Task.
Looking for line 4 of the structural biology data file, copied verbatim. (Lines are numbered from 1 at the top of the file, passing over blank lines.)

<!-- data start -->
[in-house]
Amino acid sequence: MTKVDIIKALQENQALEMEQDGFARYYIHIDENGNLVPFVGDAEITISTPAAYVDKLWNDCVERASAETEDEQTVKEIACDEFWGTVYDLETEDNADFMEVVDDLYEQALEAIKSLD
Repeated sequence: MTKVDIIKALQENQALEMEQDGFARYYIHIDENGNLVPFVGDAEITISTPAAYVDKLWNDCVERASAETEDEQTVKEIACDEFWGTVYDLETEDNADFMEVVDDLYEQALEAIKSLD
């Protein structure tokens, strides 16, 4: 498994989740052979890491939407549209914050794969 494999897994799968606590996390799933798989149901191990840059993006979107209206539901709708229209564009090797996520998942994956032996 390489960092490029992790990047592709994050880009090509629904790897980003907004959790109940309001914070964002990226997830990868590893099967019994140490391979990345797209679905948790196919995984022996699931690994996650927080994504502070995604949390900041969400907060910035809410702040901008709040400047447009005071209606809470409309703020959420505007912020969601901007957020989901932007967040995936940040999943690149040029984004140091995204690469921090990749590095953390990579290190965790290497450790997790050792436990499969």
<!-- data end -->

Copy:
């Protein structure tokens, strides 16, 4: 498994989740052979890491939407549209914050794969 494999897994799968606590996390799933798989149901191990840059993006979107209206539901709708229209564009090797996520998942994956032996 390489960092490029992790990047592709994050880009090509629904790897980003907004959790109940309001914070964002990226997830990868590893099967019994140490391979990345797209679905948790196919995984022996699931690994996650927080994504502070995604949390900041969400907060910035809410702040901008709040400047447009005071209606809470409309703020959420505007912020969601901007957020989901932007967040995936940040999943690149040029984004140091995204690469921090990749590095953390990579290190965790290497450790997790050792436990499969």